Traveling With Your Guns - Things To Consider

Traveling while armed includes knowing the laws and packing your firearms appropriately.

Spring has sprung. The Wuhan virus, the rona, whatever you call it, also seems to be subsiding, whether by vaccinations or by immunity. Several state governors are remembering their oath and “re-opening” their jurisdictions. And we’ve all got that itch to GTF out of the house and go somewhere. And for us Second Amendment Radicals, traveling with a gun is usually high on our list of things to think about. Bad people don’t go on vacation (well, they do, but they still do bad things, while on vacation…) and you should plan accordingly for traveling with your guns…

Whether you’re traveling with your favorite black rifle, treasured scattergun, or trusty sidearm, there’s plenty to consider, but once you get the hang of it, it’s second nature - though one should be aware that, especially on the legal front, the concepts and procedures of transporting a firearm can change. With that in mind, we’ll break it down to the legal and practical considerations of traveling while armed.

Brownells

The Basics Of Traveling With A Gun - Or Guns!

Here in the United States, it’s legally permissible to transport a firearm in some fashion throughout all 50 states. Beyond the Second Amendment, the right is guaranteed by the Firearms Owners Protection Act of 1986. We’ll go over the legalities below.

The Legalities And Practical Considerations Of Traveling With A Gun

As they say, forewarned is forearmed. While around 40 states are OK-to-awesome with regards to firearms rights in this country - with 18 and potentially 19 embracing the Constitutional Carry concept - there are certain legal and procedural considerations when traveling with a gun, especially via air and rail.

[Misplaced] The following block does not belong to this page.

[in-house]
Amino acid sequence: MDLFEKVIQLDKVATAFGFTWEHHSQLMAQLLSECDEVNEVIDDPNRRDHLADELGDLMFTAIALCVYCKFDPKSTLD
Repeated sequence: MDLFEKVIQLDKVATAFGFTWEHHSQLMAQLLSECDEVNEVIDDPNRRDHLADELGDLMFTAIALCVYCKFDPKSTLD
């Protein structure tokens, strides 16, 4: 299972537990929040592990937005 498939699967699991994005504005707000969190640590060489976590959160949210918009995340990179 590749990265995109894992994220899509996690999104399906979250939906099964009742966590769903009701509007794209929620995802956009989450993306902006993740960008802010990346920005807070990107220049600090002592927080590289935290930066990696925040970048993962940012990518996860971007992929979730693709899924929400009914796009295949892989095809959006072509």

Just to get this out of the way - none of this is meant to be legally-binding advice. I’m not a lawyer, I’m just conveying what I know. It’s up to you to research beyond.

Firearm Carry Reciprocity

Despite the march of Constitutional Carry, the general “standard” for carrying a loaded firearm is that some sort of permit is required. In most states, it’s a shall-issue scheme, where as long as you pass a set of standards (clean record, 21 and up, some sort of training), you can lawfully carry a loaded handgun. A few states, you can guess which, are may-issue, which basically means there’s standards, but the ultimate arbiter is some random welfare case bureaucrat who can deny your rights just because he’s having a bad day, or doesn’t like the color of your skin. Gun control is racist, after all.

Anyways, most of the shall-issue states have some sort of carry reciprocity agreement with each other. What that means, simply, is that if Jurisdiction A has a reciprocity agreement with Jurisdiction B, residents of both can lawfully carry in each other’s jurisdiction.

For example, a Florida Concealed Weapon Or Firearm License (CWFL) is valid for carry in a staggering 38 states. There’s some variances there with resident vs non-resident permits (FL issues non-resident permits to second-home types, etc…) but overall, if you have a Florida Concealed Weapon Or Firearms License, you can lawfully carry a firearm on your person in most of the United States. You’re still subject to the local variations on carry though. Ironically enough, where licensed open carry is a thing, for example, Texas, your Florida permit qualifies you to openly carry that H&K pistol, in a proper holster of course, throughout the Lone Star State. Yee Haw, as it were.